Evaluate critically the impact of socio-cultural factors that have influenced the growth and development of association football from 1850 to today.
The 1850’s saw drastic changes to most of Britain, the major change being the huge increase in urbanisation which was key to the development of association football. This was because the people of the urbanising areas ended up being in small spaces for the sheer number of people there was. This was only enhanced by the movement of rural-urban migration as people sought both work and a new life in the newly growing towns and cities. In the 1860’s -1880’s the Saturday half day was introduced and by the 1880’s everybody was entitled to the Saturday half day, this meant that people had more free time and usually in the Saturday afternoon football was played or watched in the free time they had. Spectators became a very important part of the development of association football as most of the people who wanted to be involved in football were just spectators due to a lack of space and not enough teams, this meant that as more people watched the football on Saturday afternoons facilities such as small terraces were built around the pitch so spectators could watch. This was the development of the earliest stadium although they were very basic at the time. In the mid 1880’s as the quickly industrialising cities became more organised and planned allocated open space was made available to use and the working class used this open space to recreate. This was the first parks. As football became more popular as there was more free time etc, the playing of matches became more regular and there were many old boys teams set up as well as a few other teams. The FA cup was played in 1872 where for 10 years or so the old school boy teams dominated until 1885 where old eatoninans were beaten by Blackburn Olympic. This was a stepping stone for the game of football to blossom to a working class game. For football professionalism and...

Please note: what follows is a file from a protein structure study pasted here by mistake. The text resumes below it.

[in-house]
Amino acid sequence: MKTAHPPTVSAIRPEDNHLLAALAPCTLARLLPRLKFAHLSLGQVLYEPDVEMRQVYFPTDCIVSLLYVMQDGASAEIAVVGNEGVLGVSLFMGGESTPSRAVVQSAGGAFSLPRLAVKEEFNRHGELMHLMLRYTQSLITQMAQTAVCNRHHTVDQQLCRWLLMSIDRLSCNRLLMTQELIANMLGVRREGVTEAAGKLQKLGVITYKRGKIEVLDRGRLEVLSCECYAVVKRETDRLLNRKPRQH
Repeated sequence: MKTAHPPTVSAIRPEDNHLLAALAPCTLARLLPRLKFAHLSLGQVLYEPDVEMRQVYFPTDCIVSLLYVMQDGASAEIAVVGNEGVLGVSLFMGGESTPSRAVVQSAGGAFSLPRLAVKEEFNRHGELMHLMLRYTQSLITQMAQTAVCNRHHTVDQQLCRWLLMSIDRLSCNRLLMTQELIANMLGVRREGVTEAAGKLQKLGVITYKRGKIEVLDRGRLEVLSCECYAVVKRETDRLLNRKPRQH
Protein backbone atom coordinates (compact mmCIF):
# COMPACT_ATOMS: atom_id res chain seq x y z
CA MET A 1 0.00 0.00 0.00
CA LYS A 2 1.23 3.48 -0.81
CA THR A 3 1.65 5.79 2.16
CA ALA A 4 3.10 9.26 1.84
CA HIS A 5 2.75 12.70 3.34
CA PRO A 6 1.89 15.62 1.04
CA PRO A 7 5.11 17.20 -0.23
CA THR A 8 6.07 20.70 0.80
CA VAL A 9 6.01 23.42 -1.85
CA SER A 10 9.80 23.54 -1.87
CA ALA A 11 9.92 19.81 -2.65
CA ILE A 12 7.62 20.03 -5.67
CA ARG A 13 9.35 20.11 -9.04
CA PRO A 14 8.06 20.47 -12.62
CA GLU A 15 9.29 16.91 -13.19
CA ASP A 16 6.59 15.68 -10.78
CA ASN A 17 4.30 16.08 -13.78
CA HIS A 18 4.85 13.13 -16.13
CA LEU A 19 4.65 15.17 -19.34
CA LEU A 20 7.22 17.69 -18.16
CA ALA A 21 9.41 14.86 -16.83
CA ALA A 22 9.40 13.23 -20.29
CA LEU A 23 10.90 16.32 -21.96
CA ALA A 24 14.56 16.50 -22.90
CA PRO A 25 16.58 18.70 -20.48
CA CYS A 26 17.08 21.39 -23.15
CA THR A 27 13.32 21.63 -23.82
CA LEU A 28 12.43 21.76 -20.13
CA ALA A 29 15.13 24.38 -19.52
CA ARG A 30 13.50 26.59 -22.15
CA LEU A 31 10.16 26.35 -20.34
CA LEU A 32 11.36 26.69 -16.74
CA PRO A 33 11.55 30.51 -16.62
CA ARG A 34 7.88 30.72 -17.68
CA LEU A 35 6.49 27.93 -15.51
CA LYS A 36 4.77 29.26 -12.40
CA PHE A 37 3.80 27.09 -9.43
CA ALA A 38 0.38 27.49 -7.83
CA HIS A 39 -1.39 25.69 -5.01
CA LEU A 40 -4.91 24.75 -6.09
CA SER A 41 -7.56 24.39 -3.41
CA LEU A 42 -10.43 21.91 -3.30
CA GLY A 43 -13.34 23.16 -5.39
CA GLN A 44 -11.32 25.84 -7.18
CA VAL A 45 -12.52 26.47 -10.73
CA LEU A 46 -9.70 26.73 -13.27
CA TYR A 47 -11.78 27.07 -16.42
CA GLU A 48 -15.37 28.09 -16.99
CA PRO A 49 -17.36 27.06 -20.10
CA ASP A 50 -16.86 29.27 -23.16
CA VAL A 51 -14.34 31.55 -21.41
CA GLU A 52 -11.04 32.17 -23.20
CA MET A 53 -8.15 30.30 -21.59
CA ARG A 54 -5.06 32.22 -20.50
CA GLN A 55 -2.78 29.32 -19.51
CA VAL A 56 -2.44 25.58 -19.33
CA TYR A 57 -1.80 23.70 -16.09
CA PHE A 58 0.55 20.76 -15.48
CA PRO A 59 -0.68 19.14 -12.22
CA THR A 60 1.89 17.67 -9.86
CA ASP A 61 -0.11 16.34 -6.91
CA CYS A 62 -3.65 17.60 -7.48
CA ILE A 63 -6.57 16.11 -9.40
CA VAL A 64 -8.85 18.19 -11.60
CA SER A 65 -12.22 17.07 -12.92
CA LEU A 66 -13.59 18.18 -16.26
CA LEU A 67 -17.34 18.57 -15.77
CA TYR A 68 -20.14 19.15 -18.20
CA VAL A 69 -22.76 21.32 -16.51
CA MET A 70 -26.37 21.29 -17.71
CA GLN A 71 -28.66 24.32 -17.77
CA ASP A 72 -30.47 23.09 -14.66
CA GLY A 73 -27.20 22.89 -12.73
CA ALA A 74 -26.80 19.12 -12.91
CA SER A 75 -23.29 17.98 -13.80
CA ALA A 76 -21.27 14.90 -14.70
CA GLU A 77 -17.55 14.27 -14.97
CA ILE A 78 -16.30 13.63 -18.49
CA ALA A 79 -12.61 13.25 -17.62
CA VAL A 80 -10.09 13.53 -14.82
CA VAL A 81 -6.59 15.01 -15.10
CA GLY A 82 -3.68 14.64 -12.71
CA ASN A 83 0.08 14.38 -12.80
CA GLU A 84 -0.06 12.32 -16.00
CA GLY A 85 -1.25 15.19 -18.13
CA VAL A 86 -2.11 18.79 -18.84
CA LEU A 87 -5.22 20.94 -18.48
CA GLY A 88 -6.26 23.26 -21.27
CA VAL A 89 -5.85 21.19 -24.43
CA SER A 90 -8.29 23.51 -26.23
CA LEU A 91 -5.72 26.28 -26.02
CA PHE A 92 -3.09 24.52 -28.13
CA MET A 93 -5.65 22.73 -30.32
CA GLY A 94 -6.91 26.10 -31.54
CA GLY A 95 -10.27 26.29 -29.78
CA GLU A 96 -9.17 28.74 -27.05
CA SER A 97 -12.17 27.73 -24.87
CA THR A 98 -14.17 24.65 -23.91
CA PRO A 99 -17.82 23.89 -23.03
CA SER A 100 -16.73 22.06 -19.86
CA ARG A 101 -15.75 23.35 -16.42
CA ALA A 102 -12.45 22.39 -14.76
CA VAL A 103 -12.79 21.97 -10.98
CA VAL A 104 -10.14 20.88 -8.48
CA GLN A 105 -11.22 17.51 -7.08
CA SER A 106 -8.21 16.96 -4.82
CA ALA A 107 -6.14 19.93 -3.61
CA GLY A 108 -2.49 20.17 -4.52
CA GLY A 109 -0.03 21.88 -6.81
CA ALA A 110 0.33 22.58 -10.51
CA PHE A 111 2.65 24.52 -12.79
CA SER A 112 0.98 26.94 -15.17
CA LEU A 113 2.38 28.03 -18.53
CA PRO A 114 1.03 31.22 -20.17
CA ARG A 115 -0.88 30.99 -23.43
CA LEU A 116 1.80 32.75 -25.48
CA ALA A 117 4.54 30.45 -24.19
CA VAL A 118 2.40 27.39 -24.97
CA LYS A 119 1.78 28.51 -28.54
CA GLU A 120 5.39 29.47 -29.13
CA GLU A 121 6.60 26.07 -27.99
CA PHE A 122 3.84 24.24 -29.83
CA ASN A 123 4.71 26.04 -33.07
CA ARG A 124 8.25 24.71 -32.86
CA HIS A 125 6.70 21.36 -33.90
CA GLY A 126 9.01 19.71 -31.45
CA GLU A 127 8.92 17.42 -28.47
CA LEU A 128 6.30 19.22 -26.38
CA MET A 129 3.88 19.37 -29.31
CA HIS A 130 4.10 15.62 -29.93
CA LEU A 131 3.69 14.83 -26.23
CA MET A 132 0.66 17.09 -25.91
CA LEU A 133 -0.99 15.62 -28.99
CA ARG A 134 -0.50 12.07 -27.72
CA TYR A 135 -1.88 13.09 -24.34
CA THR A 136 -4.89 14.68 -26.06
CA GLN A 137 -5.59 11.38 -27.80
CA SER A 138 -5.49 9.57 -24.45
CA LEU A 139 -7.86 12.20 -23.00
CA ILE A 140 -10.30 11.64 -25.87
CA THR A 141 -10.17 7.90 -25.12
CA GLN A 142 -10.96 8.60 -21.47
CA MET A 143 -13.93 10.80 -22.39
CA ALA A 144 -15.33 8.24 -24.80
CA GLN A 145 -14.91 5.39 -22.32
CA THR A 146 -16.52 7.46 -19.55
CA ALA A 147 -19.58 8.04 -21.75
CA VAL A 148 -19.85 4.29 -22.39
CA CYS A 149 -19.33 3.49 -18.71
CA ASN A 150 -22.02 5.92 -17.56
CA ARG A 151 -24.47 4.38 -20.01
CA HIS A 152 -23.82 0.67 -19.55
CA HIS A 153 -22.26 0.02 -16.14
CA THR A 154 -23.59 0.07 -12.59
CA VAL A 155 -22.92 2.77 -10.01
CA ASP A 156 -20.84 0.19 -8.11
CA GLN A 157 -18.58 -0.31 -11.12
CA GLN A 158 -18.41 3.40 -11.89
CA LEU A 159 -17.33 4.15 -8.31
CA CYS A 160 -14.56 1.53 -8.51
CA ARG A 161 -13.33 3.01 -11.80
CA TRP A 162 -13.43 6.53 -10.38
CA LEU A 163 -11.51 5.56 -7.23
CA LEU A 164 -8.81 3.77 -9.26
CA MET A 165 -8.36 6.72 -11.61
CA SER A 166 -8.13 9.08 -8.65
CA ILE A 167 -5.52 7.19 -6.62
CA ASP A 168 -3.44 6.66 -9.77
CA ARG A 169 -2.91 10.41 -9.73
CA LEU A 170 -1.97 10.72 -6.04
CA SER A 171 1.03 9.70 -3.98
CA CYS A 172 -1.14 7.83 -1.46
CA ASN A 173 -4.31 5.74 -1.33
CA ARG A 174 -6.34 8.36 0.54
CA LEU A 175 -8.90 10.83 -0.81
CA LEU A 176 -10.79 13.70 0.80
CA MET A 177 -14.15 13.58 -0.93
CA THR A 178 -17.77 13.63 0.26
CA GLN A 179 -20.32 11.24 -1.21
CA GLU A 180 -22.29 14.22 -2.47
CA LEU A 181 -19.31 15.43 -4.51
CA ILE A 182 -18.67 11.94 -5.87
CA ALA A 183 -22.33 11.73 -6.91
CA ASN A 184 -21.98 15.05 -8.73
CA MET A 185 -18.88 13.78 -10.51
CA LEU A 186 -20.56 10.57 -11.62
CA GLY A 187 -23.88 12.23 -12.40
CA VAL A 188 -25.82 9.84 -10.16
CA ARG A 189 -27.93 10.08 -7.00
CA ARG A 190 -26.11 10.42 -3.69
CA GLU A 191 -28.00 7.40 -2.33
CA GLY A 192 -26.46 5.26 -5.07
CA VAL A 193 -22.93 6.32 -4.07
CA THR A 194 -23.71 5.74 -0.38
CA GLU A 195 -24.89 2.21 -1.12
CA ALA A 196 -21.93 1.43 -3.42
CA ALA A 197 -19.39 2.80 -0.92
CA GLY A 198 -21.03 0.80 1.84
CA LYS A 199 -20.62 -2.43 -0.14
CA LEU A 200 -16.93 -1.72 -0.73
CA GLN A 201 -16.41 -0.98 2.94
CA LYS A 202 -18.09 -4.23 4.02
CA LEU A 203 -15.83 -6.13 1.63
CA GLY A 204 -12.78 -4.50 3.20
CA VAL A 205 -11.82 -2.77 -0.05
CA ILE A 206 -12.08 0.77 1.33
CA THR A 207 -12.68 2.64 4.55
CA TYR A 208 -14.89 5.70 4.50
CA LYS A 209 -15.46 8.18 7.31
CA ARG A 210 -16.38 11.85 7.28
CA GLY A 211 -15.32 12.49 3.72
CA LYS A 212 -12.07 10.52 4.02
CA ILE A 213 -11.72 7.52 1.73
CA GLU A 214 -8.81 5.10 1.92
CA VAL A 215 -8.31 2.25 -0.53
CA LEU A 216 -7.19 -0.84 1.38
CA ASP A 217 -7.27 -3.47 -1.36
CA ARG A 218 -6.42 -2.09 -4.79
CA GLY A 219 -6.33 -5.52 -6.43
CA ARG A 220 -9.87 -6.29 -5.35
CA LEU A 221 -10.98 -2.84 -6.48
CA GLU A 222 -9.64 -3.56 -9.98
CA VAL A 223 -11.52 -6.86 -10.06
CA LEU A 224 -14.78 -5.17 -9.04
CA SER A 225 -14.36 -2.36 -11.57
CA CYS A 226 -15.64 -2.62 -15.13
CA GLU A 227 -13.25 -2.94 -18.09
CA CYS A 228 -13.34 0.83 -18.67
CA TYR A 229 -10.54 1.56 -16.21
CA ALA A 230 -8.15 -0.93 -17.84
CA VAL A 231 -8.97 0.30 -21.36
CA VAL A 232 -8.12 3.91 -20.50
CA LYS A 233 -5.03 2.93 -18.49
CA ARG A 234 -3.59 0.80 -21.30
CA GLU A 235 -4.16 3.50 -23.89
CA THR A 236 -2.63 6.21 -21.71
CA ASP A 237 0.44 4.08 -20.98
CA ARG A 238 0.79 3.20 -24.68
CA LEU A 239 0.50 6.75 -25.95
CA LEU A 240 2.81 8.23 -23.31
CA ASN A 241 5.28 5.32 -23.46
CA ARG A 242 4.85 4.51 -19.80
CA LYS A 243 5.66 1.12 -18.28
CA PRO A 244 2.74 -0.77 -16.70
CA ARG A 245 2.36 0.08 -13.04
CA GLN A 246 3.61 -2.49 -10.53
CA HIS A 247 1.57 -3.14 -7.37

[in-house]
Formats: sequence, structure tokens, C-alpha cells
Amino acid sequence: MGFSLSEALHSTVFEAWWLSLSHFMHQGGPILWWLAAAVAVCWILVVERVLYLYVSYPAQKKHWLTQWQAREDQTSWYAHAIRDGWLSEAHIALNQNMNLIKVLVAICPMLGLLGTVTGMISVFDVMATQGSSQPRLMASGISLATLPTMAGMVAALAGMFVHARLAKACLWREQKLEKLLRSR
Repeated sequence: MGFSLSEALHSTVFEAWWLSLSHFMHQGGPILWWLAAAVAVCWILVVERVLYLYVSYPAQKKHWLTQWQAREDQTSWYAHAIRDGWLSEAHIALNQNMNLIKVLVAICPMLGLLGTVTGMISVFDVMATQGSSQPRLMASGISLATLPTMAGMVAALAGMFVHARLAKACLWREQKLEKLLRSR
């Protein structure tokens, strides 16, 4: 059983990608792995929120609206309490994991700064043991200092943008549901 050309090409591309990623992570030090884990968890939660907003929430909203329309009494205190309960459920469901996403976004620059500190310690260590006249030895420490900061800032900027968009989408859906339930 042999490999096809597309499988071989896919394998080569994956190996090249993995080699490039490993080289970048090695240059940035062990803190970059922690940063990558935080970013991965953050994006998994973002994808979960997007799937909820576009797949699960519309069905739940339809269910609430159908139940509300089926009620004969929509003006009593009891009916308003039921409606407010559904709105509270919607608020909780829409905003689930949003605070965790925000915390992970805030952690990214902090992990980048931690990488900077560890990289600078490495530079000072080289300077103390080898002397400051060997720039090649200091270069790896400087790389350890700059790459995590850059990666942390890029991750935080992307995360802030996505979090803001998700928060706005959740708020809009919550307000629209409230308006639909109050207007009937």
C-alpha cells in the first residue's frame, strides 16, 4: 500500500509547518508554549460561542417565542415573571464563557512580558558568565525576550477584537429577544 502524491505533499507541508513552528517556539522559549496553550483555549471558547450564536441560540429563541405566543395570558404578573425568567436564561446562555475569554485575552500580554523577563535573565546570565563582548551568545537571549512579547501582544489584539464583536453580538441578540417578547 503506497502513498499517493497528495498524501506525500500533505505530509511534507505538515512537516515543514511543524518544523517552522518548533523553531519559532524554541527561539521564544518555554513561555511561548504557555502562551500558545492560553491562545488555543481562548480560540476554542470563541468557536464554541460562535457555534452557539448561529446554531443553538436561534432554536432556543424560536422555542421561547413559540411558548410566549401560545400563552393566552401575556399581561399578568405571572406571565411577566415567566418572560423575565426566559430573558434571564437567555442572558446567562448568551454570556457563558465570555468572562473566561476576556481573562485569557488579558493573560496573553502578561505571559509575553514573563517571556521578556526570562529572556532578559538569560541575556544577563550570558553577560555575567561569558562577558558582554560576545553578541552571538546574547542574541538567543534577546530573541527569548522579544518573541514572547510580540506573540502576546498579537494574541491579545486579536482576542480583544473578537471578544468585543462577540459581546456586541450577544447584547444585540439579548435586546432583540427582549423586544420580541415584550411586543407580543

Please join StudyMode to read the full document